Kuchar quietly plays his way into striking range on Saturday at the Travelers
Matt Kuchar tees off during the third round of the Travelers Championship. Photo by: The Hartford Courant/Getty Images
CROMWELL, Conn. -- While Bubba Watson and Padraig Harrington were capturing the crowd's attention with swift moves up the leaderboard, it was the stoic consistency of Matt Kuchar that might have gone the most unnoticed. Yet with a third round 66 that put him in a five-way tie for 6th place, the normally quiet Kuchar is now in position to make a lot of noise on Sunday at the Travelers Championship.
"I think it would be a lot of fun to make a good run tomorrow... I think everyone up there is playing well and I think going to play well, so somebody's going to have to go low to win tomorrow."
Kuchar's back nine on Saturday showed he's very much capable of going low. After a disappointing first 11 holes that saw the 2012 Players Championship winner fall to one-over on the day, he reeled off five birdies over the last seven holes -- including a dramatic putt on 18 -- to play his way back into contention.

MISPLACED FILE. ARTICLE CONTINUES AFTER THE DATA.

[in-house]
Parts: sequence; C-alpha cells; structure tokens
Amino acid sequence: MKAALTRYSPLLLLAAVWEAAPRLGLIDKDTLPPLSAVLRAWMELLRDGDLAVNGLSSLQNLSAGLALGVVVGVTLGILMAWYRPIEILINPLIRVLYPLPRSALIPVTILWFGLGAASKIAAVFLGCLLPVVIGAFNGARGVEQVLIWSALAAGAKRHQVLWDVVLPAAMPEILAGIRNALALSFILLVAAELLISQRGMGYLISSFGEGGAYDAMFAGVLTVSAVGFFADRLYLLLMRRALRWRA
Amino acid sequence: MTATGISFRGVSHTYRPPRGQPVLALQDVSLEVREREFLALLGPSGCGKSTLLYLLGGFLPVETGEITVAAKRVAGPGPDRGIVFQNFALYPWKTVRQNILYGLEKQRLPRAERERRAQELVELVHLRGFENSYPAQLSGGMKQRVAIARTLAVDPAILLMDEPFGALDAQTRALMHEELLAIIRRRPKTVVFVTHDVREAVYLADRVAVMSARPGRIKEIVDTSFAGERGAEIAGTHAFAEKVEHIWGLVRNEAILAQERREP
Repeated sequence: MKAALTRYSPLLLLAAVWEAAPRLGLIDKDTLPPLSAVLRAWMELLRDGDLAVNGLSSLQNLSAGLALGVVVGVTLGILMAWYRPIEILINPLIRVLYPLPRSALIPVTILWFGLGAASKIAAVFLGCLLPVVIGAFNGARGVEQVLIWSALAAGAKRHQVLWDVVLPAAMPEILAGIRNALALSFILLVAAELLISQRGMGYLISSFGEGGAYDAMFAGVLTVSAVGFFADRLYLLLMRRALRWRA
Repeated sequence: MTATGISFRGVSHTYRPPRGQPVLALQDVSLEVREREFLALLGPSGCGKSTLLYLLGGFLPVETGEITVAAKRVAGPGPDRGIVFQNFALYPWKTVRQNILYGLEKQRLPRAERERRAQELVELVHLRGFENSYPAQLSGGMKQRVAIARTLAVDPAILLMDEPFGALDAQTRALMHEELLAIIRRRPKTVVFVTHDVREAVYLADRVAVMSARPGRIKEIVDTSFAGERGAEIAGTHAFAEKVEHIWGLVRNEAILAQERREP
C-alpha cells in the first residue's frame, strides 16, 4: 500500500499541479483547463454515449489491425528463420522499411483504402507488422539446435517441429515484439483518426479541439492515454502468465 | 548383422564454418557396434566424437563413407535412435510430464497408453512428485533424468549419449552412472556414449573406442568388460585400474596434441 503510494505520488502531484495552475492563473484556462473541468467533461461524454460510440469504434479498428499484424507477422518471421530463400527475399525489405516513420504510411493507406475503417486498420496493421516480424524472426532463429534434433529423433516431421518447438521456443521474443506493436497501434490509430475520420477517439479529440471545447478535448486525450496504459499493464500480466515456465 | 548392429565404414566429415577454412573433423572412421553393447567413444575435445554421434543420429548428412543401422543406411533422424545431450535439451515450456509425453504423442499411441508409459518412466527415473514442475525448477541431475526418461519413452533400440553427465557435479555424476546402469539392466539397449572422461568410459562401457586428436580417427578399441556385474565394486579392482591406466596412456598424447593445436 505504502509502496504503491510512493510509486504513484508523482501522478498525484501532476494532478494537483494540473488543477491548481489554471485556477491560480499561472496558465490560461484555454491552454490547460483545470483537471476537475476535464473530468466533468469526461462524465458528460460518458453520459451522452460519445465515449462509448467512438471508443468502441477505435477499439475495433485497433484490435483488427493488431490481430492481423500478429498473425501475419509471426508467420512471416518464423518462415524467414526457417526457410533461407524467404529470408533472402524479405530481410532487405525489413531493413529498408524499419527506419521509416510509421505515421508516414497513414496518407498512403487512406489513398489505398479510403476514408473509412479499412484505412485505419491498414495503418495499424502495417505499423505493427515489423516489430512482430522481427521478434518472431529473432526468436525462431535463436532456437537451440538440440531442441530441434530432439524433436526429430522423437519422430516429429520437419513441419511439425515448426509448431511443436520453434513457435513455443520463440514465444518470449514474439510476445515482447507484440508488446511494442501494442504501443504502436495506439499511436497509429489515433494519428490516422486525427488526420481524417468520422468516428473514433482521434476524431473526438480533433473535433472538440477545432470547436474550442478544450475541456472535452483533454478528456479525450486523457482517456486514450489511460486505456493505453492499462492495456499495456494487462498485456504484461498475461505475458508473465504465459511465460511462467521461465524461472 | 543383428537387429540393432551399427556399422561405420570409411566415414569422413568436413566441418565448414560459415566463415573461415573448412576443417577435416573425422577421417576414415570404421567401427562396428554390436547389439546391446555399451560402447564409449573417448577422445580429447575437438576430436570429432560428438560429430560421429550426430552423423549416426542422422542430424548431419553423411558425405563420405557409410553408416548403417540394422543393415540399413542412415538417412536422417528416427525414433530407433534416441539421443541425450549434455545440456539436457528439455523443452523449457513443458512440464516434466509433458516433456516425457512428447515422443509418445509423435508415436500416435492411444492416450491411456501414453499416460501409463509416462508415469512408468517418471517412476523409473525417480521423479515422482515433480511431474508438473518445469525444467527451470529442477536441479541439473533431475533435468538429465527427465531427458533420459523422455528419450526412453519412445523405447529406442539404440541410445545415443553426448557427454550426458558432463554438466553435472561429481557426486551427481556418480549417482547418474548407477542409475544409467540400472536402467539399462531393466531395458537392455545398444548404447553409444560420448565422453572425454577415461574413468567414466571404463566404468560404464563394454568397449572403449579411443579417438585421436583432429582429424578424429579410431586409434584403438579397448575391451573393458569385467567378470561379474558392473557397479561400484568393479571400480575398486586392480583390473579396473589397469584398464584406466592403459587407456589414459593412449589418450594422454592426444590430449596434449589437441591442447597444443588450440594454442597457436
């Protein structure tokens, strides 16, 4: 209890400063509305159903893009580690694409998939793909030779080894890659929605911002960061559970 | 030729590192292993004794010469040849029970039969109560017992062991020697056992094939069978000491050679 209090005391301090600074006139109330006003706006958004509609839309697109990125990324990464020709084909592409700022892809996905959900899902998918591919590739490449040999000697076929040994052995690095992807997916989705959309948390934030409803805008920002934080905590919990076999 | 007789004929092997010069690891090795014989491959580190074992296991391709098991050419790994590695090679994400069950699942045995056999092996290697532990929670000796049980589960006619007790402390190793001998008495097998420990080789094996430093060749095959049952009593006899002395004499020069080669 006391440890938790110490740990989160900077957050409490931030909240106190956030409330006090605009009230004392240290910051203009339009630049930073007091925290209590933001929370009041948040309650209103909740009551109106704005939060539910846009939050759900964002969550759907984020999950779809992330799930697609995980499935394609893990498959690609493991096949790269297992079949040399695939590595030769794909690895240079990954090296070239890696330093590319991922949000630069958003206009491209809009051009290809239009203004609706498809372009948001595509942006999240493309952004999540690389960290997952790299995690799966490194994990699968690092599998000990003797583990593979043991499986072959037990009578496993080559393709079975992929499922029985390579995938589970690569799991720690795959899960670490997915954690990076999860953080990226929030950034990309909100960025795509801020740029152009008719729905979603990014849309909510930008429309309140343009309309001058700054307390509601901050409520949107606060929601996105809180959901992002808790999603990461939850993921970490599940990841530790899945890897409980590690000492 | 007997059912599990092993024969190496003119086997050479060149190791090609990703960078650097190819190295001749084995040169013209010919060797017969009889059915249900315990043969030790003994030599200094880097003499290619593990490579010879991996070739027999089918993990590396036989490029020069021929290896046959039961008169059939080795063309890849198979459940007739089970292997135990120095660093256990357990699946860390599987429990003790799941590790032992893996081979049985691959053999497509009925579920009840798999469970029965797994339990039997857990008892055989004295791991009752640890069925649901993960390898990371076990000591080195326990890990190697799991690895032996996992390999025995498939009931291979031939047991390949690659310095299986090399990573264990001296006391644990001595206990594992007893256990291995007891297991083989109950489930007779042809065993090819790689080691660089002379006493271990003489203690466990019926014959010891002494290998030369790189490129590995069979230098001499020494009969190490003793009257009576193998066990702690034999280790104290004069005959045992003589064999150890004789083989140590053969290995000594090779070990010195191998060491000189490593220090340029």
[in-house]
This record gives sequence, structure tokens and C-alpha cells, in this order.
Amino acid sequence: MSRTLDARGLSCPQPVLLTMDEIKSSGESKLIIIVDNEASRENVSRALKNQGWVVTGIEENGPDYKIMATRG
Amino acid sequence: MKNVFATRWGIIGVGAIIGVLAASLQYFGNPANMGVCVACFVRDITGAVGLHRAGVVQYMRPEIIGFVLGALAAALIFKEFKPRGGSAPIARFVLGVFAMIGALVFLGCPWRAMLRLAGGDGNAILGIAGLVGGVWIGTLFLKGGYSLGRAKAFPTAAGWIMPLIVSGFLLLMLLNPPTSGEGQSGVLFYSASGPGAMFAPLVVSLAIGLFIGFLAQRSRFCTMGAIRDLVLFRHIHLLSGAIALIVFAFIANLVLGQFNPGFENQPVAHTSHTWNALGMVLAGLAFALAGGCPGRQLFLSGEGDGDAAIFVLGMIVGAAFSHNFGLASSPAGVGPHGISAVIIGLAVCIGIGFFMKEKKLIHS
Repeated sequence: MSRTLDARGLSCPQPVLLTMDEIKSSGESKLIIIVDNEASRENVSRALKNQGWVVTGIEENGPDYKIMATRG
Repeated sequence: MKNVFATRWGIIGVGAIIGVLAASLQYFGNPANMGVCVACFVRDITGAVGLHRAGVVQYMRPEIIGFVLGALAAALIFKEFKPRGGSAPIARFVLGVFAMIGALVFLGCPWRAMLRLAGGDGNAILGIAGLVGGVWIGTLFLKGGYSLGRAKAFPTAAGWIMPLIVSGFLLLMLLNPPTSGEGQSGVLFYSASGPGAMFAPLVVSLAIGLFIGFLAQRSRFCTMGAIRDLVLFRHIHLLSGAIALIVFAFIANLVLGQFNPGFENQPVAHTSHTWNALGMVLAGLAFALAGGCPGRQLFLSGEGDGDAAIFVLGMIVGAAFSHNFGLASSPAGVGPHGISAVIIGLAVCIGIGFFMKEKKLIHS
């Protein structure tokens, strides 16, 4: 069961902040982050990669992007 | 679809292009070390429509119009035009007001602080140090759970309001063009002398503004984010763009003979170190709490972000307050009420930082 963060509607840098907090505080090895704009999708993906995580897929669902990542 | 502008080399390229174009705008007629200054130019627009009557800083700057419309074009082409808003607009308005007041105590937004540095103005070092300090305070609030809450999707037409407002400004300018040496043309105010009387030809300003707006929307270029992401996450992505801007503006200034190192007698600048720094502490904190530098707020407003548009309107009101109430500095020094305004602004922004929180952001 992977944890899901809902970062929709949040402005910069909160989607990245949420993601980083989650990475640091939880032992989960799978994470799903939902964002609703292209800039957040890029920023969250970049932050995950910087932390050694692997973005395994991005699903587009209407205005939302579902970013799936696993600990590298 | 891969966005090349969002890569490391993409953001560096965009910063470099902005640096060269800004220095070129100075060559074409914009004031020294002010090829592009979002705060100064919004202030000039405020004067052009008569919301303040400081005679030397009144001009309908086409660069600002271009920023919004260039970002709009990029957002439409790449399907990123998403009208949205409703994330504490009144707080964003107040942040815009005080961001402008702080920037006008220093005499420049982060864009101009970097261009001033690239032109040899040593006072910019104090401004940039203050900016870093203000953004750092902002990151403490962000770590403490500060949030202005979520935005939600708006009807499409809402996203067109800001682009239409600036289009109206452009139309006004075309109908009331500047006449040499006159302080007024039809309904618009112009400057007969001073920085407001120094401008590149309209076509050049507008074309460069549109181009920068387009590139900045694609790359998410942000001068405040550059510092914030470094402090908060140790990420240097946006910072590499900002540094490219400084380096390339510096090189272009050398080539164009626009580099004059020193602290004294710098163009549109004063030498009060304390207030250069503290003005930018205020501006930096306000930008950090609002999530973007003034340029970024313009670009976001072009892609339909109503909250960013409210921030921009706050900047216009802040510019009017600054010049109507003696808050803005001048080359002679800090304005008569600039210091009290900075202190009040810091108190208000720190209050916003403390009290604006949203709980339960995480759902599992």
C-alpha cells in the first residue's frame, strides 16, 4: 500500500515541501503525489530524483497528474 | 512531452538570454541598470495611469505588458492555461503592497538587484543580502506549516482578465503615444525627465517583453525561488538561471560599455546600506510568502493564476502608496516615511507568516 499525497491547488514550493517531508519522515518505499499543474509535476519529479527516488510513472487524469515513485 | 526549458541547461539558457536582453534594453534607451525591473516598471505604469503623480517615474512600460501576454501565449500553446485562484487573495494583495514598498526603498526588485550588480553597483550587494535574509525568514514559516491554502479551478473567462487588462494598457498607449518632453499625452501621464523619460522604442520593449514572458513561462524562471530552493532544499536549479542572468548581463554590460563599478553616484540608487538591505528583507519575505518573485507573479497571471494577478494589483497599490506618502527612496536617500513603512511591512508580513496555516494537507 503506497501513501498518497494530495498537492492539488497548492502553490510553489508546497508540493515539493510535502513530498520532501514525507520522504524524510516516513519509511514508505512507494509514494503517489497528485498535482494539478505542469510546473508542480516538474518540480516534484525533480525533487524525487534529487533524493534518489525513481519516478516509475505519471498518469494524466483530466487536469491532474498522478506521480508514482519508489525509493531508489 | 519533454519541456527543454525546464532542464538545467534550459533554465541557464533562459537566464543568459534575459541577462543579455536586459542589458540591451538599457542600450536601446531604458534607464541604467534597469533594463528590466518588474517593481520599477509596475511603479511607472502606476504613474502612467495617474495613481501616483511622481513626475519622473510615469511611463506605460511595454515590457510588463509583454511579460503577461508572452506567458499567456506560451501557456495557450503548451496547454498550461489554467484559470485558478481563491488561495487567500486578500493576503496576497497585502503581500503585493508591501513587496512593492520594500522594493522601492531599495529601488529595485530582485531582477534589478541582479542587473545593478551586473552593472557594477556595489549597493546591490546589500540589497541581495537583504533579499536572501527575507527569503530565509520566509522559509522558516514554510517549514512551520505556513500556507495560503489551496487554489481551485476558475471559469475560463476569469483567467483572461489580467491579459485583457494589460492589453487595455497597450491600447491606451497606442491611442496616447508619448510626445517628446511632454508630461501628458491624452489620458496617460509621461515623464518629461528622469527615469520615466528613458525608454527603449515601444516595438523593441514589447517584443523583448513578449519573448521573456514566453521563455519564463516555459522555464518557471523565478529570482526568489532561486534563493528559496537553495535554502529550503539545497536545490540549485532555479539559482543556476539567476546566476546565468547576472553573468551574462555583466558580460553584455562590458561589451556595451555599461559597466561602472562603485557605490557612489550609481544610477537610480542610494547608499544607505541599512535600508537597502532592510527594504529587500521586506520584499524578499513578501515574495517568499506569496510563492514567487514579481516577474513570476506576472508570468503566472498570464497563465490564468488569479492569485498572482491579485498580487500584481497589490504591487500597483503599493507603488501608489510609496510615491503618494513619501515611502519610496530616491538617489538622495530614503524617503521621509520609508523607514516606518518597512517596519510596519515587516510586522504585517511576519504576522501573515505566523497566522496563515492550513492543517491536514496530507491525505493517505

"Fortunately things picked up pretty quickly with four birdies in a row ... and then I made a bomb on 18, so it was a great finish."
"Glad I made that last putt," Kuchar admitted with a wry smile, before explaining how difficult the read was. "It was tough. The green is completely in the shade. [When] the shade comes over, all the breaks kind of go away and I had my caddie actually take a look at it, and I never call him in. We got a similar read, and fortunately I had a good feel for what I thought it was going to do and got it on a good lie and just kept trickling. Went all the way in."
Heading into Sunday's final round, Kuchar finds himself in a packed field, tied with Harrington and Charley Hoffman, one ahead of Watson, and one behind Stuart Appleby. But with some unfamiliar names atop the leaderboard, including leaders Roland Thatcher and Brian Davis -- neither of whom have won on the PGA Tour -- a come from behind victory is a totally reasonable expectation. Even if the reserved Kuchar would never let on. "I'm happy to be a little closer, within range to have a chance."
He may not do a lot of talking off the course, but Kuchar's game speaks for himself. And after that tremendous final putt on 18, the crowd let the leaders a few holes behind him know exactly who they should be wary of.
-- Derek Evers